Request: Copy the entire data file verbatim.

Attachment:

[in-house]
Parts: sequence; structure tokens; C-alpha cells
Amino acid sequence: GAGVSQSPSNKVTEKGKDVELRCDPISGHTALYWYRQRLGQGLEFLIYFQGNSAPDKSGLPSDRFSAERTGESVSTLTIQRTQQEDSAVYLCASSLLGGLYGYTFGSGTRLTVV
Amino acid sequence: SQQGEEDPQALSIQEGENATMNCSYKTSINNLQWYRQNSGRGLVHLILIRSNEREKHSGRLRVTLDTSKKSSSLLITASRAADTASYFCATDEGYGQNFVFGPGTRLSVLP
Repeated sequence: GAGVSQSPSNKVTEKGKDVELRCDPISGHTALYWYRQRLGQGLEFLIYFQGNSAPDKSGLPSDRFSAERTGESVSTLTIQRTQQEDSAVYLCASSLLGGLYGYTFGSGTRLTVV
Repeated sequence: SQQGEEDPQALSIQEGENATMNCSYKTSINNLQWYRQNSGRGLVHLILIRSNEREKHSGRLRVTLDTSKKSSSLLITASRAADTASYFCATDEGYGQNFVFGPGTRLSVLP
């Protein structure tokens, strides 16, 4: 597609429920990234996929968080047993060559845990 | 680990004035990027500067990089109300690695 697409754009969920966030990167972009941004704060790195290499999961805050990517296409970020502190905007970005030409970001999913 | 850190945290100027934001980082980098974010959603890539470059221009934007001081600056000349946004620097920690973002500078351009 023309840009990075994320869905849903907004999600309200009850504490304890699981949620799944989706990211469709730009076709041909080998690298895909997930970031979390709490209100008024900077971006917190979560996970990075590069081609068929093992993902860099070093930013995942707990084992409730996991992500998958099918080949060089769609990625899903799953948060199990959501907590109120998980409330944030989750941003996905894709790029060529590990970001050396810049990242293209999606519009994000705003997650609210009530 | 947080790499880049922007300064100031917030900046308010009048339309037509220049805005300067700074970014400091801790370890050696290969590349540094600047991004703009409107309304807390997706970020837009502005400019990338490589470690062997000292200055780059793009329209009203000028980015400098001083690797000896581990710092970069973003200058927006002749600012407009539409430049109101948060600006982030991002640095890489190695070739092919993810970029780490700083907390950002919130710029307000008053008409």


[in-house]
Parts: sequence; structure tokens; C-alpha cells
Amino acid sequence: GAGVSQSPSNKVTEKGKDVELRCDPISGHTALYWYRQRLGQGLEFLIYFQGNSAPDKSGLPSDRFSAERTGESVSTLTIQRTQQEDSAVYLCASSLLGGLYGYTFGSGTRLTVV
Amino acid sequence: SQQGEEDPQALSIQEGENATMNCSYKTSINNLQWYRQNSGRGLVHLILIRSNEREKHSGRLRVTLDTSKKSSSLLITASRAADTASYFCATDEGYGQNFVFGPGTRLSVLP
Repeated sequence: GAGVSQSPSNKVTEKGKDVELRCDPISGHTALYWYRQRLGQGLEFLIYFQGNSAPDKSGLPSDRFSAERTGESVSTLTIQRTQQEDSAVYLCASSLLGGLYGYTFGSGTRLTVV
Repeated sequence: SQQGEEDPQALSIQEGENATMNCSYKTSINNLQWYRQNSGRGLVHLILIRSNEREKHSGRLRVTLDTSKKSSSLLITASRAADTASYFCATDEGYGQNFVFGPGTRLSVLP
């Protein structure tokens, strides 16, 4: 597609429920990234996929968080047993060559845990 | 680990004035990027500067990089109300690695 697409754009969920966030990167972009941004704060790195290499999961805050990517296409970020502190905007970005030409970001999913 | 850190945290100027934001980082980098974010959603890539470059221009934007001081600056000349946004620097920690973002500078351009 023309840009990075994320869905849903907004999600309200009850504490304890699981949620799944989706990211469709730009076709041909080998690298895909997930970031979390709490209100008024900077971006917190979560996970990075590069081609068929093992993902860099070093930013995942707990084992409730996991992500998958099918080949060089769609990625899903799953948060199990959501907590109120998980409330944030989750941003996905894709790029060529590990970001050396810049990242293209999606519009994000705003997650609210009530 | 947080790499880049922007300064100031917030900046308010009048339309037509220049805005300067700074970014400091801790370890050696290969590349540094600047991004703009409107309304807390997706970020837009502005400019990338490589470690062997000292200055780059793009329209009203000028980015400098001083690797000896581990710092970069973003200058927006002749600012407009539409430049109101948060600006982030991002640095890489190695070739092919993810970029780490700083907390950002919130710029307000008053008409």